According to the study authors, “Strontium ranelate, 2 grams per day orally (680 mg of strontium), is a new, effective, and safe treatment for postmenopausal patients with osteoporosis, to reduce the vertebral fracture risk in patients with or without a history of vertebral fracture.”

Although the more recent studies used strontium ranelate, earlier studies used other salts of strontium, including strontium carbonate, strontium lactate, and strontium gluconate. It appears that the active ingredient is strontium, and whatever salt of strontium used is less important than the amount of strontium consumed.14

Doses of 680 mg per day appear to be the optimum dose, although lower doses are clinically effective. Dr. J.Y. Reginster (2002), one of the principal strontium researchers, cautions that co-administration of strontium with calcium appears to impair strontium absorption,15 so I recommend that strontium be taken on an empty stomach, and that it especially not be taken at the same time as other multi-minerals that usually include calcium.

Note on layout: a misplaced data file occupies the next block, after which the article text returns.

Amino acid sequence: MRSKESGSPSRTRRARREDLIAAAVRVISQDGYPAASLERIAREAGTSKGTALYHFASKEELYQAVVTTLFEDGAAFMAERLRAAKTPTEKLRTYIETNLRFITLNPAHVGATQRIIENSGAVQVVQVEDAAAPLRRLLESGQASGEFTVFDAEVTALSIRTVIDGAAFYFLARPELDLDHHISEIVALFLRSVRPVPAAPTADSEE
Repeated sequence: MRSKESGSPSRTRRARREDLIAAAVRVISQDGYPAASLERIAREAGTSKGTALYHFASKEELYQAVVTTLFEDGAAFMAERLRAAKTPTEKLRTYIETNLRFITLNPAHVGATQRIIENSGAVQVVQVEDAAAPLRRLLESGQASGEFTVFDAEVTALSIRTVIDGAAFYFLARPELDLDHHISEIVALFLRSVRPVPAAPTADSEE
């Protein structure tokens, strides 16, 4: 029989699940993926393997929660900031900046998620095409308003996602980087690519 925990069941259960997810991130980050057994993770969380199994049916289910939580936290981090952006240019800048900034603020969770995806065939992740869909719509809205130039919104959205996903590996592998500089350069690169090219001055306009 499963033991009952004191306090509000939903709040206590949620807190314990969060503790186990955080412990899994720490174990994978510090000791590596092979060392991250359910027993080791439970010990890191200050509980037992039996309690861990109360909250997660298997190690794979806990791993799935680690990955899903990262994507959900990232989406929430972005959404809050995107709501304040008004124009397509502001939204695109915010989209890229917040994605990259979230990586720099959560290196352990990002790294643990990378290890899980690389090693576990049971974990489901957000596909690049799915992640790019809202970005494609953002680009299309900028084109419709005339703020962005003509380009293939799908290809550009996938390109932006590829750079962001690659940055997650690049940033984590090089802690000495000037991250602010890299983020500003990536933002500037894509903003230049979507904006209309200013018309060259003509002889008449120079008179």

Figure 5. Typical bone mineral density (BMD) changes with Progesterone (P), Estrogen only (E), and Control (C). In this graph, it can be seen that the untreated postmenopausal patient with osteoporosis will lose 1.5% bone mass per year; that estrogen supplementation will tend to maintain bone mass; but only the addition of natural progesterone will increase bone mass, thus reversing the osteoporotic process.18
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Dr. John Lee has, since 1982, treated postmenopausal osteoporosis with transdermal natural progesterone, and demonstrated true reversal of osteoporosis in patients who did not use estrogen supplements.15–17 Figure 5 illustrates the typical difference in bone mineral density (BMD) changes over a three year period between a group of 63 patients using progesterone supplementation, compared to the typical effect of estrogen treatment, and natural course of untreated controls.18 I usually recommend 20–40 mg of topical progesterone per day, although the dosage and treatment regimens vary based on the patient’s response.

Good luck with your bone-building program. Please let me know how you do,

Ward Dean, MD


  1. Rudolph CJ, McDopnagh EW, Wussow DG. The effect of intravenous disodium ethylenediaminetetraacetic acid (EDTA) upon bone density levels. J Adv Med. 1988;1:79–84.
  2. Foreman H, Trujillo T. The metabolism of C14 labeled ethylenediaminetetraacetic acid in human beings. J Lab Clin Med. 1954[43:566–71.